The Crossroad

Many billions of dollars are spent each year — by organizations and individuals — to unleash human potential. Self-help, psychology, business consultants, yoga, you name it, and someone, somewhere, will swear that it’s the secret to success. And the truth is that they’re all right. There’s no comparing the outputs of the happy and healthy to those of the disgruntled and pain-ridden.

And yet, all the years of brilliant research and the billions of dollars spent haven’t tapped into the true nature of human potential.

We –yes, motivational speakers and writers included — have accepted our limitations as rock-solid and definitive. We are punting instead of hitting because we’ve lost touch with the power of our swing. We’ve forgotten that this finite reality has infinite roots, that the rigid world of action is rooted in the fluid world of speech, which in turn is rooted in the infinite world of thought — and the source of it all is the unfathomable Almighty.

This Shabbos, as the light of the weekly Torah portion descends to our world, we are faced with a choice. We can travel from Sinai to Israel, with firm faith in our hearts and a joyous, hopeful song on our lips. Or, as we reengage the mundane, we can begin to notice the problems and limitations.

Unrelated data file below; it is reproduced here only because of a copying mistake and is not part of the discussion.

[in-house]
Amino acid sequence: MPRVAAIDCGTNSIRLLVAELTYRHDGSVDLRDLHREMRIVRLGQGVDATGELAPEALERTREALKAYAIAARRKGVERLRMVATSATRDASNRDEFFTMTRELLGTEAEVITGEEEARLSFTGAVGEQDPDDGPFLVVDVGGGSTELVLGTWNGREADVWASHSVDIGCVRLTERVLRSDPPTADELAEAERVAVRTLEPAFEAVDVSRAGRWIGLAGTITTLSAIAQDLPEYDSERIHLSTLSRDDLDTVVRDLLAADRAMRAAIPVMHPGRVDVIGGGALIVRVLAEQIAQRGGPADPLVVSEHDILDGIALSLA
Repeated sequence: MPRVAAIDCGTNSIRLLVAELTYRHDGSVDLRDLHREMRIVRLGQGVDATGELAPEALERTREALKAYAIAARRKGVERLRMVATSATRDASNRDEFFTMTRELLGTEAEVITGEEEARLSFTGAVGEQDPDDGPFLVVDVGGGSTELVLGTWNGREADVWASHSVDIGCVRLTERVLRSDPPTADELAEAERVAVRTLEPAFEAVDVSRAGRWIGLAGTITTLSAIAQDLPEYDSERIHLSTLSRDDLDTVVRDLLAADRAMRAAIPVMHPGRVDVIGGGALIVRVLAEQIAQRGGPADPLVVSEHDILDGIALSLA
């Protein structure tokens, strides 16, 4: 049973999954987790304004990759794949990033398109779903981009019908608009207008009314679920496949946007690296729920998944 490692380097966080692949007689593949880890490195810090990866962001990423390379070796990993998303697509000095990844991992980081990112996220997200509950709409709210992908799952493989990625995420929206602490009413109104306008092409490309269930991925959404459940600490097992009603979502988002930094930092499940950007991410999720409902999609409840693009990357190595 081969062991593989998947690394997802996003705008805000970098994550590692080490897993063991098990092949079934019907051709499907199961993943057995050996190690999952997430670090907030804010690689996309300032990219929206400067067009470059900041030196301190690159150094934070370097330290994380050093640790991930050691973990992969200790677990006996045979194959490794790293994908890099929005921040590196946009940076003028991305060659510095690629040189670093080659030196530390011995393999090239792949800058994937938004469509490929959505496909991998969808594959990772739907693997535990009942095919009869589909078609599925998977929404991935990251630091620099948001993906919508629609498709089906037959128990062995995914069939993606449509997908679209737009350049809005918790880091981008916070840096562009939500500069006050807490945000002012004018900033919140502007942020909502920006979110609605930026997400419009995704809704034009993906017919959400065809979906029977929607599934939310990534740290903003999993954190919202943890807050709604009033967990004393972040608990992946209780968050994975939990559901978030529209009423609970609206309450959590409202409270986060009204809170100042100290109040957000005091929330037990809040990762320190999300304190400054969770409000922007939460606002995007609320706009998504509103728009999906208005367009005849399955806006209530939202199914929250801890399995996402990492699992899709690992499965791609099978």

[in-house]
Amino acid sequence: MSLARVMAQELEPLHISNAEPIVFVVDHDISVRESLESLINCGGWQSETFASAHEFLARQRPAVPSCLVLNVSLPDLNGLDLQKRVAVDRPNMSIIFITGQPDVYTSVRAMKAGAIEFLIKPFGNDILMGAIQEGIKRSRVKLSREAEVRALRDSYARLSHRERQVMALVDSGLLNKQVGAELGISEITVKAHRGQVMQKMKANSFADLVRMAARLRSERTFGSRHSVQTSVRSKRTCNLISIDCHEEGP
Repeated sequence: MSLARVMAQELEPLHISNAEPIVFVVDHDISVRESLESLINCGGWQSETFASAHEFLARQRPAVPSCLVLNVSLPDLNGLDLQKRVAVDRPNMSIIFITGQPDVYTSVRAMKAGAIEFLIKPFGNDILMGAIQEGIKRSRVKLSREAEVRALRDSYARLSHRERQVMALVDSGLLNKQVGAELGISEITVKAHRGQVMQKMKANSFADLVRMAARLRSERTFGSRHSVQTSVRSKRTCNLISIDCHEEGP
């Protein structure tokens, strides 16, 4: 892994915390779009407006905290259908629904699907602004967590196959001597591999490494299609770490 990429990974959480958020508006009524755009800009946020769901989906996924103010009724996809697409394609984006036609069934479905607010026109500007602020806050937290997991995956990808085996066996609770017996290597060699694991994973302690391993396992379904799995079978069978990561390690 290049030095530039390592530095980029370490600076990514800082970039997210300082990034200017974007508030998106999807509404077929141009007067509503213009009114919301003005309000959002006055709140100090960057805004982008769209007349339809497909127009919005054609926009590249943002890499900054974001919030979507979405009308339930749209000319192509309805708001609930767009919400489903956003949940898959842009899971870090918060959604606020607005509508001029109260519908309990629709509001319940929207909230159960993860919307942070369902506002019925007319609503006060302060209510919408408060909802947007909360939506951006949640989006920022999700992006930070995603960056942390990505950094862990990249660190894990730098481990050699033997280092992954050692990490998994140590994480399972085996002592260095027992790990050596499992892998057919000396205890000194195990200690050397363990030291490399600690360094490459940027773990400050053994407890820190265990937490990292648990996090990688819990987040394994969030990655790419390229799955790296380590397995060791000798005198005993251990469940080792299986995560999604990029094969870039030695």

In the parsha we learn of how the Jews left Sinai and complained. On the journey to the land of plenty, they complained of lack. We turn the page and find that Miriam saw Moshe for less than he truly was. We turn another page and read about the negativity of the spies. Beginning with one complaint, instead of marching to Israel, we marched to the valley of tears — a land of limitations we ourselves created.

Let’s grab this opportunity. Let’s see more Instead of less, potential instead of limitations. Let’s ensure that we remain forever connected to the source of infinite potential, goodness, and success — our beloved Father in Heaven.

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